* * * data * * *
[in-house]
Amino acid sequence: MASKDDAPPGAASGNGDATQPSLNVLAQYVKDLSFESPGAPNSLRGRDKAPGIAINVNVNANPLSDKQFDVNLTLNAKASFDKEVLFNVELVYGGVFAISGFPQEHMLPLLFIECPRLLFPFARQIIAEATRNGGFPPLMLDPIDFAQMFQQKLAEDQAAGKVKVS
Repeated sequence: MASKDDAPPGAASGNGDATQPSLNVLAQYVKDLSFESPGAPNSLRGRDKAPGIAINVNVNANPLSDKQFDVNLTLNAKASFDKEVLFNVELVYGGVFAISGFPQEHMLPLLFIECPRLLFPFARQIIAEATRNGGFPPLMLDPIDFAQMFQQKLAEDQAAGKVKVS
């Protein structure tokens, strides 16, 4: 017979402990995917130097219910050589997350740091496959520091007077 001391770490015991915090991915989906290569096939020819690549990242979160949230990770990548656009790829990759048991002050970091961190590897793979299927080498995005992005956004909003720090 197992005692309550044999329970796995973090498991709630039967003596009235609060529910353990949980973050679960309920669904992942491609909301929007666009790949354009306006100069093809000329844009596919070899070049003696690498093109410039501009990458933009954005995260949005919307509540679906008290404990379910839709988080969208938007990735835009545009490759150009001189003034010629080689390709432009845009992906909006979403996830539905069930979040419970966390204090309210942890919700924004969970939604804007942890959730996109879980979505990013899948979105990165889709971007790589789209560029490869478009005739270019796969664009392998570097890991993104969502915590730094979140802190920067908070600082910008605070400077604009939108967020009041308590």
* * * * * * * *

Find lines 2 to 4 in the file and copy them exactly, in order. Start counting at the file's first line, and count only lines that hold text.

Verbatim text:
Amino acid sequence: MASKDDAPPGAASGNGDATQPSLNVLAQYVKDLSFESPGAPNSLRGRDKAPGIAINVNVNANPLSDKQFDVNLTLNAKASFDKEVLFNVELVYGGVFAISGFPQEHMLPLLFIECPRLLFPFARQIIAEATRNGGFPPLMLDPIDFAQMFQQKLAEDQAAGKVKVS
Repeated sequence: MASKDDAPPGAASGNGDATQPSLNVLAQYVKDLSFESPGAPNSLRGRDKAPGIAINVNVNANPLSDKQFDVNLTLNAKASFDKEVLFNVELVYGGVFAISGFPQEHMLPLLFIECPRLLFPFARQIIAEATRNGGFPPLMLDPIDFAQMFQQKLAEDQAAGKVKVS
């Protein structure tokens, strides 16, 4: 017979402990995917130097219910050589997350740091496959520091007077 001391770490015991915090991915989906290569096939020819690549990242979160949230990770990548656009790829990759048991002050970091961190590897793979299927080498995005992005956004909003720090 197992005692309550044999329970796995973090498991709630039967003596009235609060529910353990949980973050679960309920669904992942491609909301929007666009790949354009306006100069093809000329844009596919070899070049003696690498093109410039501009990458933009954005995260949005919307509540679906008290404990379910839709988080969208938007990735835009545009490759150009001189003034010629080689390709432009845009992906909006979403996830539905069930979040419970966390204090309210942890919700924004969970939604804007942890959730996109879980979505990013899948979105990165889709971007790589789209560029490869478009005739270019796969664009392998570097890991993104969502915590730094979140802190920067908070600082910008605070400077604009939108967020009041308590």